NASA really wants to launch the Artemis I mission this month, but won’t rush repairs. Getting the Artemis Program on track is critical however.
With safety in mind, NASA wants to conduct a tanking test on September 17. Before that happens though they are in the process of replacing two seals, “one surrounding the 8-inch line used to fill and drain liquid hydrogen from the core stage, and another surrounding the 4-inch bleed line used to redirect some of the propellant during tanking operations.” To replace the seals they’ve “disconnected the ground- and rocket-side plates on the interface, called a quick disconnect, for the liquid hydrogen fuel feed line.”
To facilitate the replacement of the seals, and rather than taking the rocket back to the Vehicle Assembly Building, they opted instead to build a “a tent-like enclosure around the work area to protect the hardware and teams from weather and other environmental conditions at Launch Pad 39B.”
Once the seals are replaced NASA will conduct the tanking test on the Sept. 17. That test will have the Space Launch System’s core stage and interim cryogenic propulsion stage “loaded with liquid oxygen and liquid hydrogen to validate the repair under the conditions it would experience on launch day.” NASA did note that the tanking test could slip a day or two and that it needs four days between the tanking test and launch attempt.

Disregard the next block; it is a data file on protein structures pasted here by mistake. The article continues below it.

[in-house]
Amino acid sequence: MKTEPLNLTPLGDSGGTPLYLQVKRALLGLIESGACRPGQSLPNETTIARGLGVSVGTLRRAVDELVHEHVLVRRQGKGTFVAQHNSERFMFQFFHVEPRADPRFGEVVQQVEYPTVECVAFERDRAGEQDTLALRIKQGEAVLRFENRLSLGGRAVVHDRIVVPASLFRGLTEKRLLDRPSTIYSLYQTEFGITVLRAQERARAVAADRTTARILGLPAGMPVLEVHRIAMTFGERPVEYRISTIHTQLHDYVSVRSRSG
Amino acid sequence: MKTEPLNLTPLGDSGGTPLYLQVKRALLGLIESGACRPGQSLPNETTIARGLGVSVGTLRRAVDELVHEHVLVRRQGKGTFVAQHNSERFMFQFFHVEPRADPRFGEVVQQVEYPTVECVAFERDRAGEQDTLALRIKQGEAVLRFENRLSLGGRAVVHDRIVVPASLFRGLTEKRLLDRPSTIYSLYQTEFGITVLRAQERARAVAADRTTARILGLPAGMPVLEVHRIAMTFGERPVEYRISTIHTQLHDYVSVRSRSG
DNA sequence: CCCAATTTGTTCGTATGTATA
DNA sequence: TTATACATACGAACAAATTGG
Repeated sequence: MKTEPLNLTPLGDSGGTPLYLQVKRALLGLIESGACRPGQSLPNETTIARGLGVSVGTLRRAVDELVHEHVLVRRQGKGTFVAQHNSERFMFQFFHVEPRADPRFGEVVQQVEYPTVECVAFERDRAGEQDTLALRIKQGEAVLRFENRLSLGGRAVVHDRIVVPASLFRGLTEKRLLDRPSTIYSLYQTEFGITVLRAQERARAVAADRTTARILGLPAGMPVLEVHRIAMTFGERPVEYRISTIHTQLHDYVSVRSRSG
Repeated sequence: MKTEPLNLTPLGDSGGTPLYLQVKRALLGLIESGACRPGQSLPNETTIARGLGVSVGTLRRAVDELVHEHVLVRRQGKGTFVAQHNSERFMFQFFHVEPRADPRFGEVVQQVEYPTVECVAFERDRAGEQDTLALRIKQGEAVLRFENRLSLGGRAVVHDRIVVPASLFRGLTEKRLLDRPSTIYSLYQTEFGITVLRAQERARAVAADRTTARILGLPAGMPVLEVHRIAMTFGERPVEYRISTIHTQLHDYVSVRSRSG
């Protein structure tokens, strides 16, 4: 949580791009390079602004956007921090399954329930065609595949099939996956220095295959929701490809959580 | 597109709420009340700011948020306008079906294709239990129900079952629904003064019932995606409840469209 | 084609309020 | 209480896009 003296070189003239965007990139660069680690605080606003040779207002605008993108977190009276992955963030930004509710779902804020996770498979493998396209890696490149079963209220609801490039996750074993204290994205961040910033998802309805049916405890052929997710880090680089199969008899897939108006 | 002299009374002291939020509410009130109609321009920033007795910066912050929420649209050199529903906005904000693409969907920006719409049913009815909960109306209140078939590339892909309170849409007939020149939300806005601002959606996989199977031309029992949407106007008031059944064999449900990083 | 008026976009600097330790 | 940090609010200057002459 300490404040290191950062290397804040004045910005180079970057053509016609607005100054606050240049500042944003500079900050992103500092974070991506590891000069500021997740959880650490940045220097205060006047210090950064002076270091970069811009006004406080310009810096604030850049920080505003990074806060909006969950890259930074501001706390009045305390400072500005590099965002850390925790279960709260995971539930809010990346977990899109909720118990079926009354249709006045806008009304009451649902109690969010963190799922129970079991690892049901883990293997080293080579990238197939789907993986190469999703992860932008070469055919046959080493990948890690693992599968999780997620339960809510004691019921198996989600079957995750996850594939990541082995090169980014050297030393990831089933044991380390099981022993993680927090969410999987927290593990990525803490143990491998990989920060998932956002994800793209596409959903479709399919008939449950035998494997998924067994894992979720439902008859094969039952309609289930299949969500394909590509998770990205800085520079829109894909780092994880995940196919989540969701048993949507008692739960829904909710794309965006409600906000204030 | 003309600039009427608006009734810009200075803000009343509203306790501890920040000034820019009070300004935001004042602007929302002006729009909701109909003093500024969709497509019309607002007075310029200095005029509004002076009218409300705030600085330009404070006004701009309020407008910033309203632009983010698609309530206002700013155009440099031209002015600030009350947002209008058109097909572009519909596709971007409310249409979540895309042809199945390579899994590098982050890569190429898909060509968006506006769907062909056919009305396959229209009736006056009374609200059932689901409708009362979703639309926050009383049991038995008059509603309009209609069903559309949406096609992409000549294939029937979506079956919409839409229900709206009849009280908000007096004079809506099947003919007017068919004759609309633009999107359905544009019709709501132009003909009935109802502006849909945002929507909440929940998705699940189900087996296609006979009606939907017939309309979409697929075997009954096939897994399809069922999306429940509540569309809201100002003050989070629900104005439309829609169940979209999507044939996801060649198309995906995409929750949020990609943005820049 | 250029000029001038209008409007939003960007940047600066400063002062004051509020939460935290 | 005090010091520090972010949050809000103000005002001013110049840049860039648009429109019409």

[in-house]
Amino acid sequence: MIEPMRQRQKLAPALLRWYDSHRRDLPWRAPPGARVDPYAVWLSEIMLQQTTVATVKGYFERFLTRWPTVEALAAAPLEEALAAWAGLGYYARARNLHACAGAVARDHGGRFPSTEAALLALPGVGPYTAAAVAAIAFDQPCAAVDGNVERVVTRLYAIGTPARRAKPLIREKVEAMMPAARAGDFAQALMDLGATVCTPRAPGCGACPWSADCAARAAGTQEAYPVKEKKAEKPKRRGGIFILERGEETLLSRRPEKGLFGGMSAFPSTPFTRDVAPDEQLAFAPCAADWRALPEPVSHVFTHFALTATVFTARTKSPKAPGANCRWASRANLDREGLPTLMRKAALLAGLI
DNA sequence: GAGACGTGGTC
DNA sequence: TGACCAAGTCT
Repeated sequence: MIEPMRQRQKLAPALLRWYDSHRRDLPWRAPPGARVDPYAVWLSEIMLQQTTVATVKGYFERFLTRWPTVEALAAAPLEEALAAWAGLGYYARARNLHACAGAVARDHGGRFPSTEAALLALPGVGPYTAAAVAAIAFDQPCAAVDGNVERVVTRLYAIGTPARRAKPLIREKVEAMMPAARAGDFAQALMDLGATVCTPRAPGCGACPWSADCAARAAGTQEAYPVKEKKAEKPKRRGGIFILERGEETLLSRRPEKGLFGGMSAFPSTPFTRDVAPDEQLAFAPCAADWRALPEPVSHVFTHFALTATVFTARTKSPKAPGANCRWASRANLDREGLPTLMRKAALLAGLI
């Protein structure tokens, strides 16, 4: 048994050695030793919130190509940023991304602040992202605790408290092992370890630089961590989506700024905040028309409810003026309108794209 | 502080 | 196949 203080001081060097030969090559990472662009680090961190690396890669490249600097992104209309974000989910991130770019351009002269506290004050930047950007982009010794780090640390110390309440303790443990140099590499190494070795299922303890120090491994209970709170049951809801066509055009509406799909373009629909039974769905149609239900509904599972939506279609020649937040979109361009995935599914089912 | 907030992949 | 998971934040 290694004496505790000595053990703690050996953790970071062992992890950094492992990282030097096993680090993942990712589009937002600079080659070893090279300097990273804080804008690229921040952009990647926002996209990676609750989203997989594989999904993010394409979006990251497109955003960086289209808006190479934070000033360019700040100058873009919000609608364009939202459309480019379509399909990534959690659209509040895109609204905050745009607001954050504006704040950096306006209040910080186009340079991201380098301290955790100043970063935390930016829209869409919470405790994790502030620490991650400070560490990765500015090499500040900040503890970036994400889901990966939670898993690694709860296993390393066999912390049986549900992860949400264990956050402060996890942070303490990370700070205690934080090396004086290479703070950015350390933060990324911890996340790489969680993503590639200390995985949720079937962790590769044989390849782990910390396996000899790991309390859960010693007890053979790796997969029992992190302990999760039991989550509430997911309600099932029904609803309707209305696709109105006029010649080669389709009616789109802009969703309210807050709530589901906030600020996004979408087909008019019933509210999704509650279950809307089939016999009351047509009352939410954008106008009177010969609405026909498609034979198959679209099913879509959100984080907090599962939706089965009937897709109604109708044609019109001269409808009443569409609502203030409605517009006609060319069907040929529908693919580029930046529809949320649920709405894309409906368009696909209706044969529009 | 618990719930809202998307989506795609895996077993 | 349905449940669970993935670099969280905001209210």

If all those the tests are successful they will proceed with the launch and NASA has identified two launch windows, Sept. 23 and 27. NASA first needs Eastern Range clearance and has requested clearance from the US Space Force Space Launch Delta 45 (formerly the 45th Space Wing).
The two hour launch window on Sept. 23 opens at 6:47 a.m. EDT. If NASA launches on this day, the Orion capsule will return on October 18.
A 70 minute launch window is available on Sept. 27 and opens at 11:37 a.m EDT and the Orion spacecraft would return on November 5.